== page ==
Krakatoa's Eruption - The
One of the most cataclysmic events of recent history may not
have just a geological impact but a geopolitical one, as suggested by
renowned author Simon Winchester.
Winchester's premise is twofold: that the blasting out of
existence of the island of Krakatoa was a catastrophe that gave birth to the
concept of global village while triggering a revolt that gave birth to
modern-day Islamic fundamentalism.
The eruption, in August 1883, was not only of a volcano but
an explosion of social, political, religious and economic forces in the
Dutch colony of Java. Krakatoa set the
scene for the rise of such entrenched anti-colonial and anti-Christian
sentiment that it is intrinsically linked to the fanaticism of Osama bin
The anti-colonial mullahs used Krakatoa as a sign to the
peasantry of the revenge of Allah against not only the infidel Dutch and
their allies, but also those Muslims who supported them.
Some 24 European civilians were massacred in a revolt that erupted five years
later. Although ruthlessly put down by the Dutch in one of the world's first wars on terror, the Bantan
Peasants' Revolt of 1888 is still regarded as the first step leading to the expulsion of Europeans and the creation
of the modern state of Indonesia in 1949. The revolt was inspired by letters from Arabia (Yemen, apparently), which
may be the dim outlines of the first global terrorist network.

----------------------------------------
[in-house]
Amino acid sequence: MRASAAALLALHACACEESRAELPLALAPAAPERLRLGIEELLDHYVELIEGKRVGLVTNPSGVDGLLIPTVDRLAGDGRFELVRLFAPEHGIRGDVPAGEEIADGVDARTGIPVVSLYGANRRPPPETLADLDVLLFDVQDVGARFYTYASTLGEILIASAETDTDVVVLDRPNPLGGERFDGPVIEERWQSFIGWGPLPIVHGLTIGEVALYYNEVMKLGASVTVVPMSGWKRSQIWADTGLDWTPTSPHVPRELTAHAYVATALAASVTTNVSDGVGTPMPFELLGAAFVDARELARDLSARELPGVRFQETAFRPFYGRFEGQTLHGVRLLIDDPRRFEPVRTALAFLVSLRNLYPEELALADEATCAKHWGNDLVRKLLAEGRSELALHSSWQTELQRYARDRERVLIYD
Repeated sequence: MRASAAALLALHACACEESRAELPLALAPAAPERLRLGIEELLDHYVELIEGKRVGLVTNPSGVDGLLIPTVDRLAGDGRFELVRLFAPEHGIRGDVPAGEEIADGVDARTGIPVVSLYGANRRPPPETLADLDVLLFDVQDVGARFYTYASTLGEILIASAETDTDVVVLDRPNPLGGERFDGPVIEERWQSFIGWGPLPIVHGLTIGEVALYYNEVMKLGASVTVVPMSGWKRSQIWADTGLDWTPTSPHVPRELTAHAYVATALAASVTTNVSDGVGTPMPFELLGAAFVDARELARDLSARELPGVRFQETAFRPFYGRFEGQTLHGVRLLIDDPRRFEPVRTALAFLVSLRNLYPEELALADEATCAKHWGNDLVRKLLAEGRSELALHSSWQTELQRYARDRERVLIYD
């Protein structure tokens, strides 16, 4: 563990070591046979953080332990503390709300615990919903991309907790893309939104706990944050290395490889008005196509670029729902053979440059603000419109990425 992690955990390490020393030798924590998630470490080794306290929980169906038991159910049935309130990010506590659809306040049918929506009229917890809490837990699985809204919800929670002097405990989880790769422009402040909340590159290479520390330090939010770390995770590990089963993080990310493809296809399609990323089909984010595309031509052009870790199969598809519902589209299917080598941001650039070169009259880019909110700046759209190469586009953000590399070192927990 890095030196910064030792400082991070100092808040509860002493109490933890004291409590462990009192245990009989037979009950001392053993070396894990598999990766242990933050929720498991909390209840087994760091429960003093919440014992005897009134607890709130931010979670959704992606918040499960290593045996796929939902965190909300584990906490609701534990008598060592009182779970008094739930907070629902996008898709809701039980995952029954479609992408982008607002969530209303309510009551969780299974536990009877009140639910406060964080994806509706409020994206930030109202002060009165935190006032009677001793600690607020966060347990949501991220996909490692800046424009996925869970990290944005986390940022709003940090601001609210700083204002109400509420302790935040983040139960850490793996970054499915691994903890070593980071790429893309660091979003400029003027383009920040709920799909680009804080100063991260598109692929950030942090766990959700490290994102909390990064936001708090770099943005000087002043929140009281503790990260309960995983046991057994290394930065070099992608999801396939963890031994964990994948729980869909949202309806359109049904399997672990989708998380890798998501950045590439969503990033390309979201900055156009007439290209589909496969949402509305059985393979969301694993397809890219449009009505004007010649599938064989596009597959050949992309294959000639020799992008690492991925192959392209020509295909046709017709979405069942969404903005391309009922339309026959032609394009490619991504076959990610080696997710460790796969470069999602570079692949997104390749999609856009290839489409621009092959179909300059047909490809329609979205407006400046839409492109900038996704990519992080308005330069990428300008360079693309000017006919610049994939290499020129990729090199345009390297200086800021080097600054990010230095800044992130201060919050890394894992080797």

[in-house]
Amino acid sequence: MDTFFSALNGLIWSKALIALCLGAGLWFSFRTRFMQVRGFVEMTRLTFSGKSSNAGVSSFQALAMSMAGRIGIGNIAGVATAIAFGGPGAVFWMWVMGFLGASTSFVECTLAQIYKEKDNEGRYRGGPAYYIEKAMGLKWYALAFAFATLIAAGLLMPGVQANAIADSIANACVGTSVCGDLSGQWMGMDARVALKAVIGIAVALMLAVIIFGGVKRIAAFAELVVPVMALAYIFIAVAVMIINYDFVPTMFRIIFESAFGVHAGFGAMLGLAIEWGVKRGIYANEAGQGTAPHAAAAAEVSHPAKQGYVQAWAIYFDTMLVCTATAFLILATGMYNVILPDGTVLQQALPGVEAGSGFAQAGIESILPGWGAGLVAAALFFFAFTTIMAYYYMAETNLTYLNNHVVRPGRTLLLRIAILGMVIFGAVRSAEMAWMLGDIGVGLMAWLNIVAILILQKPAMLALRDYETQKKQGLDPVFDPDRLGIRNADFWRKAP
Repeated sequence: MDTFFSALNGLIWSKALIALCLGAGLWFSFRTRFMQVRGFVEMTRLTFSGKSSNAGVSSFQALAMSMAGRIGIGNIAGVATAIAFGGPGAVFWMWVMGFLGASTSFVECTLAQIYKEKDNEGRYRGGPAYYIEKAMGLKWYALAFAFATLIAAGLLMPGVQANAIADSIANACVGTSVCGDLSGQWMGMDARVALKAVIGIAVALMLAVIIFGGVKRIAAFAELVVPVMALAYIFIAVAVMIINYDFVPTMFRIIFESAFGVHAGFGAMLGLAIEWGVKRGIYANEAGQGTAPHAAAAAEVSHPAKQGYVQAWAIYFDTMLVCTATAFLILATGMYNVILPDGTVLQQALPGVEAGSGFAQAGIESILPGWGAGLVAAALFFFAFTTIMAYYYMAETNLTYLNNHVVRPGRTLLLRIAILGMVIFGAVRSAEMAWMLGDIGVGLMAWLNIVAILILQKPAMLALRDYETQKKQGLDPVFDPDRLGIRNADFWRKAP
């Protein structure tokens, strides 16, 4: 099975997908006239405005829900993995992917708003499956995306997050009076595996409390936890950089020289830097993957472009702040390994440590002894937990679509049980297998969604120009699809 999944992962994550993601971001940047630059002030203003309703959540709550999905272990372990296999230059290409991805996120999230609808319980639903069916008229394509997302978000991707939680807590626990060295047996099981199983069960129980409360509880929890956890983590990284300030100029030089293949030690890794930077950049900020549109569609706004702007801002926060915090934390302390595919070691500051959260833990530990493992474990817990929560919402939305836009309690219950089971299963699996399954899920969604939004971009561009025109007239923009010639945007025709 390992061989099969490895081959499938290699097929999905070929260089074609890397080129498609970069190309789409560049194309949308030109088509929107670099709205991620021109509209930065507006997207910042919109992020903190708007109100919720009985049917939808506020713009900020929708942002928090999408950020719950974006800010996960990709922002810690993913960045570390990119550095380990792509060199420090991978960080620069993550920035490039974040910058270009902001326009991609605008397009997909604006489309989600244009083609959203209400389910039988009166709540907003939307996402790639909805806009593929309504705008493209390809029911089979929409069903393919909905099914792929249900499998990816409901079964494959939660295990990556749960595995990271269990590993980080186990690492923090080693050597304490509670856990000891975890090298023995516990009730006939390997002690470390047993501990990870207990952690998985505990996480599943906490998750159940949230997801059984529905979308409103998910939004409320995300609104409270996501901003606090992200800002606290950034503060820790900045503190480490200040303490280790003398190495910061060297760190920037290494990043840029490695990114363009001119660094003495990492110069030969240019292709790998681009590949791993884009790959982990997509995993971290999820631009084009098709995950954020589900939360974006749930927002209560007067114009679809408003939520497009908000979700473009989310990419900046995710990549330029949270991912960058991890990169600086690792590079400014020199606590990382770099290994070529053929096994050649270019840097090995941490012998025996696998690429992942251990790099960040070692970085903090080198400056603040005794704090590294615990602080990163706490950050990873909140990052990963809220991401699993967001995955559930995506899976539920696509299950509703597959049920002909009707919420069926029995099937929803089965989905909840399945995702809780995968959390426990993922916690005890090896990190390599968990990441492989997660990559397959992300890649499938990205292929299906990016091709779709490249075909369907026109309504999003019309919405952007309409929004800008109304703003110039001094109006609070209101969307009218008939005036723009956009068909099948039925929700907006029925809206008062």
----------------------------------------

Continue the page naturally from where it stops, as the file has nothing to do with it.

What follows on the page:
More immediately plausible is Krakatoa's relationship to the global village. The tectonic
collision that gave rise to the volcanic blast caused the first tremors on May 10, and first serious concerns that
something terrible was afoot on May 15. London knew all about it on May 24.
The speed of communication - you could actually get a Morse message between Asia and London in
just three hours by the quickest route - was a product of the newly invented electric telegraph and submarine
The telegraph arrived in the East Indies in 1856 and submarine cable - the fastest means of
getting a message around the world - in 1870.
By 1872, London could speak directly to Sydney.
To give an idea of the improvement in speed of message transmission, just 50 years earlier it
had taken two months for news of Napoleon's death on St Helena to reach London.
While the physical tremors from Krakatoa were felt as far as 4500km from the source, the
emotional tremors were felt around the civilized world.
The news must have been received with the same trepidation as that sparked by the Chernobyl
nuclear accident 100 years later. The scale of the disaster is still awesome.
At 10.02am on August 27, more than nine cubic kilometers of
rock were literally blasted out of existence, a massive ash plume headed
skyward, some reaching the fringes of space. The noise was heard more than
4500km away, including in parts of western and northern Australia.
More than 160 villages ceased to exist as a series of
volcano-inspired tidal waves up to 35m high swept across the coast. Such was
the force of the waves that the steamer Berouw was lifted and unceremoniously
dumped more than 2km up the Koeripan River from its original position in its
The human toll was staggering for the time: the final death
count was 36,417. The world's atmospheric temperature dropped by one
It sparked weeks of blood-red sunsets from China to South
Africa and by its vividness tricked firemen at Poughkeepsie on the Hudson River
into thinking the bush outside town was alight.
Read some other interestng Facts about Krakatoa.